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A few weeks ago, we took our youngest child to college. I confess I started counting down the weeks to that moment even as the summer days appeared endless.

This transitional season brought with it plenty of questions and grief for me. While I knew my son’s new place of residence was where God wanted him, I wasn’t ready to let him go. It meant recognizing the end of a parenting season, a change in our relationship, and a noticeable absence in our home. However, I clung to my long-held faith that he is God’s child first. Releasing him for God’s purposes is part of parenting.

So on move-in day, we drove those three and a half hours to a city with which our family is not familiar. It is nowhere near either my husband’s or my hometown. No relatives live there. It is a small town and agricultural and we are used to the city and suburbia. Three and a half hours felt like a way longer trip into foreign territory.

After moving him into his huge dorm in the middle of unfamiliar land and saying our goodbyes, we made the trek back home. Understandably, the sobbing commenced as I made a beeline for the car. The ride home felt just as long as the ride there.

As the flood of both emotions and tears continued, I wondered. Why did this trip feel so long when my own hometown is about the same distance? My oldest son goes to school there but it does not feel so far. How does releasing your child in an unfamiliar place equally far away feel so different?

I think of all the parents around the world releasing their kids at various times for God’s purposes. Some of those places are way farther than three and a half hours. I remember the mothers in scripture who did so not knowing how deep in their souls that separation would later feel. Their narratives have been lifted up by me as inspirational. But now I sit with them. I feel their conflicting emotions more than I could have expected.

Leaving our kids in a foreign place feels counter instinctual.

Our whole lives we sought to straddle the line of protection and empowerment. Of course, we know that it will all come to fruition at that moment far down on the horizon. And then we realize it has arrived. All that we believe about God, provision, protection, and purposes looms in front of us.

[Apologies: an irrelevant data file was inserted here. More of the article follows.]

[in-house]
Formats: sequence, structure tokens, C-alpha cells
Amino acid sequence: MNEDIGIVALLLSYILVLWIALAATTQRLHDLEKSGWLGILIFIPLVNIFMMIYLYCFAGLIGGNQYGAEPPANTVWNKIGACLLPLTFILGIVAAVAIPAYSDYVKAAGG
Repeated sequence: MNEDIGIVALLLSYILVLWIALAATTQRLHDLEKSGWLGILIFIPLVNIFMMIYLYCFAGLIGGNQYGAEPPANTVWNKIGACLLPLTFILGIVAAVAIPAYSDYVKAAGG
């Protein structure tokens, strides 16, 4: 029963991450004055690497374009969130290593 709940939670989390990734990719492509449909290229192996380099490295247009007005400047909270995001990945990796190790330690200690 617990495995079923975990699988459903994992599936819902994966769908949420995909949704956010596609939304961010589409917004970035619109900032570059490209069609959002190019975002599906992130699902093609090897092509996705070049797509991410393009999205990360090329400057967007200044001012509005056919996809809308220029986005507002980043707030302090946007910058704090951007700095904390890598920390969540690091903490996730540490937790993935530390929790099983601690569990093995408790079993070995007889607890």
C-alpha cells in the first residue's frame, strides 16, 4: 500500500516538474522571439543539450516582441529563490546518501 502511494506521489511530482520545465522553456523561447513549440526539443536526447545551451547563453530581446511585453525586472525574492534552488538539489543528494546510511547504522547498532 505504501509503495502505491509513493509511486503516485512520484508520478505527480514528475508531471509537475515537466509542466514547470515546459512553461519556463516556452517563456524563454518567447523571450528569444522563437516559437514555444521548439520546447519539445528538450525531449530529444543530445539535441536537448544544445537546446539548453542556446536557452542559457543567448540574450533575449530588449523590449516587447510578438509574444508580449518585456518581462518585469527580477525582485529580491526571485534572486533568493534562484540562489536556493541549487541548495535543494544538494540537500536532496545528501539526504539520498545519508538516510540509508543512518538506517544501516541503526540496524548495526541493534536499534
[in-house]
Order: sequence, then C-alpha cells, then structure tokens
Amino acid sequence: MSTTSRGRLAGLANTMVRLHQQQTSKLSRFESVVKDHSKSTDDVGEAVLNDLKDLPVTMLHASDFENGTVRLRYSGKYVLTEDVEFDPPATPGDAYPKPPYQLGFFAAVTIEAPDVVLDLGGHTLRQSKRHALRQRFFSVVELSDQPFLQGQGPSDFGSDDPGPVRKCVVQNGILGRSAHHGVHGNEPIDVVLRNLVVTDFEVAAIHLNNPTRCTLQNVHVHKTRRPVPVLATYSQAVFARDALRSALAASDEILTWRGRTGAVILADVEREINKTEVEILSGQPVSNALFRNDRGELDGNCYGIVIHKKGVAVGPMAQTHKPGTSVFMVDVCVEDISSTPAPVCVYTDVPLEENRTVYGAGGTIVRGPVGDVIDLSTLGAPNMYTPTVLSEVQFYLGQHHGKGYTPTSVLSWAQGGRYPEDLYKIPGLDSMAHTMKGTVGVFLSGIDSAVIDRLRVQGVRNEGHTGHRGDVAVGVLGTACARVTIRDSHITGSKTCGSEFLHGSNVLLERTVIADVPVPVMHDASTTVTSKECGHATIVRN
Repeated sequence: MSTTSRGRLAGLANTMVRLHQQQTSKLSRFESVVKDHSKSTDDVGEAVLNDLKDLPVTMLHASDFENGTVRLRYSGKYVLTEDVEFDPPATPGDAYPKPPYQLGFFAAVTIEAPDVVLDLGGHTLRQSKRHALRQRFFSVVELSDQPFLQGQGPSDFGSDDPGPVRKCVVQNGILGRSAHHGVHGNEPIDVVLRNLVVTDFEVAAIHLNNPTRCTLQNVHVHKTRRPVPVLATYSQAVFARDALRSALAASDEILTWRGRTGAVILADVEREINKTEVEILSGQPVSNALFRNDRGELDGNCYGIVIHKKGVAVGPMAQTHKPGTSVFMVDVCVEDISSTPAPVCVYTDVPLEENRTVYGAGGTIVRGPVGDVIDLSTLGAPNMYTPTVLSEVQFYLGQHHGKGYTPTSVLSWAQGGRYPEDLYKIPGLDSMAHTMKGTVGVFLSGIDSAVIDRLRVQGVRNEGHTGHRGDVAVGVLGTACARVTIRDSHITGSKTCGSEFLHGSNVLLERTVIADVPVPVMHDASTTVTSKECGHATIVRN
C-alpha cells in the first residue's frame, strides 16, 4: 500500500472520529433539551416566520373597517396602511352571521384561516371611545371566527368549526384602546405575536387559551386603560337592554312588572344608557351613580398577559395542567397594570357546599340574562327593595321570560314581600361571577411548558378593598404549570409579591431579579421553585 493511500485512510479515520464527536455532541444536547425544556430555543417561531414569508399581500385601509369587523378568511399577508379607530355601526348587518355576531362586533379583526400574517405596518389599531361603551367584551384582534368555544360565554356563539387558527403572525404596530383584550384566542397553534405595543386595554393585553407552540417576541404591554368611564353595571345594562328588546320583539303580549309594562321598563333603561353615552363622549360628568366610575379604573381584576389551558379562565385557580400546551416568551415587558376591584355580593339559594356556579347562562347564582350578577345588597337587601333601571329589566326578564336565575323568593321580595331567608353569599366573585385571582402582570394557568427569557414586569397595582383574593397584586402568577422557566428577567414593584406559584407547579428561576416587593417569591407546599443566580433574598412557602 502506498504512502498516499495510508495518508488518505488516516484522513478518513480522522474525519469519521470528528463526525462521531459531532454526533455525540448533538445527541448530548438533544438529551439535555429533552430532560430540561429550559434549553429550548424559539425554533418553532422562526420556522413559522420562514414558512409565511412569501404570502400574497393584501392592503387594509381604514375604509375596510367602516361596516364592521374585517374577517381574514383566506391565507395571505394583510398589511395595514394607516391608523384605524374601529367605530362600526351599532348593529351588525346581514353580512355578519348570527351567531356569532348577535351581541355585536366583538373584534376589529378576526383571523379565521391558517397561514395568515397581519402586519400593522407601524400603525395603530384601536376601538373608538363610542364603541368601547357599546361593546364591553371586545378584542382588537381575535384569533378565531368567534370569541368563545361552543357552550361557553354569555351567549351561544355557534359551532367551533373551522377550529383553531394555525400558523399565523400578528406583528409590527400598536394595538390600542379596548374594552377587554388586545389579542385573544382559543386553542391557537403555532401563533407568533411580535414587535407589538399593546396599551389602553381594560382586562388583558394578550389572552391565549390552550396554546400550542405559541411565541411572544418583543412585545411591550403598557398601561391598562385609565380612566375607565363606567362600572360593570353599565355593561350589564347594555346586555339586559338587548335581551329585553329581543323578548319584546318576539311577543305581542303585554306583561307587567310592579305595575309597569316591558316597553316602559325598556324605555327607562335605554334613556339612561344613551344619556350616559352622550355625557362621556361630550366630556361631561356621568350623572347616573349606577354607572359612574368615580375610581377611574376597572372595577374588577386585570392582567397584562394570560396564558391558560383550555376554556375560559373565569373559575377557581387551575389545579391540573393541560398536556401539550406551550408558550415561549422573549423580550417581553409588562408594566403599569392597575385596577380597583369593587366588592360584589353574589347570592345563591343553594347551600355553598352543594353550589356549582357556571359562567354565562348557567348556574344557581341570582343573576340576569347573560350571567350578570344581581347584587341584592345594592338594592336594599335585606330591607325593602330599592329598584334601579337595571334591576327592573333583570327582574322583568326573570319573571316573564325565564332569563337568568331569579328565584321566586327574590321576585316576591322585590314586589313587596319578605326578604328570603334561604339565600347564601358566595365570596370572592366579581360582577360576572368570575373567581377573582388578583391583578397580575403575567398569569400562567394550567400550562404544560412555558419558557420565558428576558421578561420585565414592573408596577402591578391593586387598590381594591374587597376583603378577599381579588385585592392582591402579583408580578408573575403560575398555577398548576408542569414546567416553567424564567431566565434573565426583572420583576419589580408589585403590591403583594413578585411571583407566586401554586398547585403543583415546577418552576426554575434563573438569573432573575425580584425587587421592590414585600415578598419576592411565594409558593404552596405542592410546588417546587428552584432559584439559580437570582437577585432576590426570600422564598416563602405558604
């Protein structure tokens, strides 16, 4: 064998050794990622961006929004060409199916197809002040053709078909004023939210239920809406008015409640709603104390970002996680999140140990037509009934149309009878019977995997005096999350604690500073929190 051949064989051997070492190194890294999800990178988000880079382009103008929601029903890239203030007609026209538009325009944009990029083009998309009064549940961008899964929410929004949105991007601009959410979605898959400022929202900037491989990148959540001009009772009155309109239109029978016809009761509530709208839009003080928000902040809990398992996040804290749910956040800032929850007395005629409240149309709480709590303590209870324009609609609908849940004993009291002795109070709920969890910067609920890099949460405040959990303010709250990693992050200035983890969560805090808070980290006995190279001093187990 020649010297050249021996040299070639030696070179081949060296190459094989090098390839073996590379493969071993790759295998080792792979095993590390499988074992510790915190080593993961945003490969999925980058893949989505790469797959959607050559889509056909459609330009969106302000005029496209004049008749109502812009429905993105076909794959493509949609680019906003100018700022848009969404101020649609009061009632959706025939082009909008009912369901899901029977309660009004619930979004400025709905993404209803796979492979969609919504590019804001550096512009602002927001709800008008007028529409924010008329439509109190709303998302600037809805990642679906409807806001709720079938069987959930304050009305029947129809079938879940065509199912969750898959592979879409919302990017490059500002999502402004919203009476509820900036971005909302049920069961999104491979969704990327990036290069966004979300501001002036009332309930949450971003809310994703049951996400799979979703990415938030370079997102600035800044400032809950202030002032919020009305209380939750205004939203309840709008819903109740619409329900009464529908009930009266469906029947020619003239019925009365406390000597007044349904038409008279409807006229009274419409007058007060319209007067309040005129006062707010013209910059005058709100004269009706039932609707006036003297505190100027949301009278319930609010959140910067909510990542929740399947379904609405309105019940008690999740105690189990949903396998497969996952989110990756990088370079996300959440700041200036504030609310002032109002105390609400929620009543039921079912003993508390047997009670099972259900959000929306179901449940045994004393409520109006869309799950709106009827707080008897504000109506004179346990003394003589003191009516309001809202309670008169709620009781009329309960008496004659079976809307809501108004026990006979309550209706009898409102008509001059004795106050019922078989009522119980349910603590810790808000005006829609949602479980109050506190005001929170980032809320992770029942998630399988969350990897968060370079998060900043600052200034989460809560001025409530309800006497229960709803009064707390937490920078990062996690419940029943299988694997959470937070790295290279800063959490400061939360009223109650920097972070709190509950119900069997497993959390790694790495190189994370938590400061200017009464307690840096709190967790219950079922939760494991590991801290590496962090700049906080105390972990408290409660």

Those goodbye hugs symbolize all that we have known all along. There is a time to hold tightly and a time to let go. Releasing from the embrace, I watch him walk towards his home. And my husband and I go towards ours. In all of it, I know that it’s where we are all supposed to be.

*Photo courtesy of Canva

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Debbie Prather, Author, and her son

A mother’s love letter to her son and daughter-in-law on their wedding day—

“I love you, mom.”

“Hmmm?”

(A little louder) “I love you, mom.”

“I love you too, honey, so very much.”

I’d been deep in thought, listening to the song we were slowly dancing to.

I knew this mother/son moment of ours was supposed to be the time to say all the things, but this boy and I had already said all the things, so the lyrics to the melody played in our ears:

Hold the door say please say thank you
Don’t steal, don’t cheat, and don’t lie
I know you got mountains to climb but…

𝘼𝙡𝙬𝙖𝙮𝙨 𝙨𝙩𝙖𝙮 𝙝𝙪𝙢𝙗𝙡𝙚 𝙖𝙣𝙙 𝙠𝙞𝙣𝙙

When the dreams you’re dreamin’ come to you
When the work you put in is realized
Let yourself feel the pride but…

𝘼𝙡𝙬𝙖𝙮𝙨 𝙨𝙩𝙖𝙮 𝙝𝙪𝙢𝙗𝙡𝙚 𝙖𝙣𝙙 𝙠𝙞𝙣𝙙

As we moved from side to side, I felt in a dream and took in everything my senses could hold: the supportive, joyful faces looking on; the army of twinkling lights decorated throughout, reflected in the antique mirrors on the opposite wall; the warmth of his strong arms as we held each other.

𝙃𝙪𝙢𝙗𝙡𝙚 𝙖𝙣𝙙 𝙆𝙞𝙣𝙙–

𝗧𝘄𝗼 𝘀𝗶𝗺𝗽𝗹𝗲 𝘄𝗼𝗿𝗱𝘀 𝘁𝗼 𝗱𝗲𝘀𝗰𝗿𝗶𝗯𝗲 𝘁𝗵𝗮𝘁 𝗼𝗻𝗲, 𝗼𝘂𝗿 𝗳𝗶𝗿𝘀𝘁𝗯𝗼𝗿𝗻, 𝗮𝗻𝗱 𝗷𝘂𝘀𝘁 𝗮𝘀 𝗳𝗶𝘁𝘁𝗶𝗻𝗴 𝘁𝗼 𝗱𝗲𝘀𝗰𝗿𝗶𝗯𝗲 𝗵𝗶𝘀 𝗯𝗿𝗶𝗱𝗲.